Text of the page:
Wounded Warriors: Joining Forces
Sunday, January 23, 2022

User Rating: 5 / 5

Star ActiveStar ActiveStar ActiveStar ActiveStar Active

First Lady Michelle Obama described Joining Forces as "an unprecedented national campaign" to help Americans who have seen loved ones deployed multiple times to wars in Afghanistan and Iraq. "This campaign is about all of us," she said, helping military families. The campaign will focus on employment, education and wellness issues that affect military families, including the anxiety spouses and children may face in dealing with deployments, illness, injury and high mobility, according to releases from First Lady Michelle Obama. She will spearhead the effort with Jill Biden, the vice president's wife. Another key advisor to the effort is Patty Shinseki, wife of VA Secretary Eric Shinseki. Already help has been recruited from the corporate sector, the nonprofit world and Hollywood. 

Through the Joining Forces education campaign and curricula, medical professionals across the nation can now receive training online on how to deal with the health issues facing our nation's troops as they return home from service. Additionally, outreach efforts are designed to inform the varied individuals and organizations that service men and women and their families might turn to for help about these available resources.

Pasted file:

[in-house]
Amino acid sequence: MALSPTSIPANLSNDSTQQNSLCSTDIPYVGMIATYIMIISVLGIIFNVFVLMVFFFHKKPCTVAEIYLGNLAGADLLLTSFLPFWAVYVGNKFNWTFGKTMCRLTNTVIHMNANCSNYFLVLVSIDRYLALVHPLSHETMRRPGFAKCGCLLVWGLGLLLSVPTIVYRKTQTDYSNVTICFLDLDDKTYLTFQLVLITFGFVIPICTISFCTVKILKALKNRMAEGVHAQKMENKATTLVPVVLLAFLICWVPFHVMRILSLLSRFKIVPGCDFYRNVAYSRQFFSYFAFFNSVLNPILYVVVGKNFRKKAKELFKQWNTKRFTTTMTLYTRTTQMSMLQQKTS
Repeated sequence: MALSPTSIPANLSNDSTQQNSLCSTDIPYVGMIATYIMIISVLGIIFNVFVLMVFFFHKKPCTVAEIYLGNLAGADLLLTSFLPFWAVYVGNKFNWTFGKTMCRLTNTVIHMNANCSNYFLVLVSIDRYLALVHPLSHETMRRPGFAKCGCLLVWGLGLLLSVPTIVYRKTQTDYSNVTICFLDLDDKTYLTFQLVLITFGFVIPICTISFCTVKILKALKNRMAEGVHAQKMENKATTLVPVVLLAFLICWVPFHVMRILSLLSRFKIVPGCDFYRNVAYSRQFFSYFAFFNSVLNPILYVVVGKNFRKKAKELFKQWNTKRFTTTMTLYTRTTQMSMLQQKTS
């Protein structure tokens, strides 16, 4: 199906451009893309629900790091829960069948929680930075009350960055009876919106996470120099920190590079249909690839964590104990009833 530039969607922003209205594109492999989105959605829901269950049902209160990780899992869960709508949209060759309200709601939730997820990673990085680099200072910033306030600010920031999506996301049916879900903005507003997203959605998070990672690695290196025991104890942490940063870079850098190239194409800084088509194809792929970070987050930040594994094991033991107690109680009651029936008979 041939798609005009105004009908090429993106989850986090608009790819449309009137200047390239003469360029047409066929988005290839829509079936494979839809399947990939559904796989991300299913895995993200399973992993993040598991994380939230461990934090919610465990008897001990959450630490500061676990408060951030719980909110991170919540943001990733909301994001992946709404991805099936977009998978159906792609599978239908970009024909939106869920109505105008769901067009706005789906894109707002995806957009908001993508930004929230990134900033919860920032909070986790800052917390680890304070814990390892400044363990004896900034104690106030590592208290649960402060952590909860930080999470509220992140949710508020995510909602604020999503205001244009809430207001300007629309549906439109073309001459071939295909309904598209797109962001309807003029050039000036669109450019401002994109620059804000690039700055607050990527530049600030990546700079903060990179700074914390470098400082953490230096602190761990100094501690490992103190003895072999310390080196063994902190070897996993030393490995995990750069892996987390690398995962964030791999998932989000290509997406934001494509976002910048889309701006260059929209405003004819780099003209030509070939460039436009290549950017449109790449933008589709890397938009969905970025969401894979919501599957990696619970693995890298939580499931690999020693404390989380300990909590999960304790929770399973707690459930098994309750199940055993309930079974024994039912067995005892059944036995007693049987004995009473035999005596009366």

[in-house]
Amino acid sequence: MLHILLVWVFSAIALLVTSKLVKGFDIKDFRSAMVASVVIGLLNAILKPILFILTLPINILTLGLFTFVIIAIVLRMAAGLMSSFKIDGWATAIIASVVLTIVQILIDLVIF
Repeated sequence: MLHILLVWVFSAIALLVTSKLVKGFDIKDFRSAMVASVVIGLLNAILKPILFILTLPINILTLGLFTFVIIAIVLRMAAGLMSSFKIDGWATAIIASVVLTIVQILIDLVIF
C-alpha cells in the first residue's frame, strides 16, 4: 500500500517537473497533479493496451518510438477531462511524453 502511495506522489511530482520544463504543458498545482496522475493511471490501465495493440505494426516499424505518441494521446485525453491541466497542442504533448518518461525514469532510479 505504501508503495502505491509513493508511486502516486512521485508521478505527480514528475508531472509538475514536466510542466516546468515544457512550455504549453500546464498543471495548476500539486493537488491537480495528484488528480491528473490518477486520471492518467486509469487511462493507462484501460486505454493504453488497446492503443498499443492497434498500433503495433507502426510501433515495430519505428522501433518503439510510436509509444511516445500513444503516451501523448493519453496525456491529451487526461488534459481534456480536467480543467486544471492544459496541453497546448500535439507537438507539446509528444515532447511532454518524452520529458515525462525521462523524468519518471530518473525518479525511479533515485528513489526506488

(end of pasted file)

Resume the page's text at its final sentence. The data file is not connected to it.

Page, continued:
"Joining Forces" is developing a four-part educational series addressing the most common issues our returning soldiers face including challenges of reintegration, a general overview of health care issues faced by returning military, mild traumatic brain injury and post-traumatic stress disorder, as well as links to a variety of other resources. The program was first developed in 2007 by Minnesota-based HealthPartners Institute for Medical Education in partnership with Twin Cities Public Television, the Minnesota Army National Guard and Minneapolis Veterans Affairs. Since that time, the American Hospital Association has recruited a variety of organizations including the American Medical Women's Association, the American Association of Medical Colleges, the American Association of Nurse Executives and many others to help promote the program. "What began as an effort to educate health caregivers in one community in Minnesota about the special needs of returning veterans and their families has grown into a collaboration among national organizations involving hospitals, doctors, nurses, social workers, clergy and many others all across our nation", said Rich Umbdenstock, President and Chief Executive Officer, the American Hospital Association. "Joining Forces tells an important story about the debt we owe our troops and the enormous level of support they enjoy back home."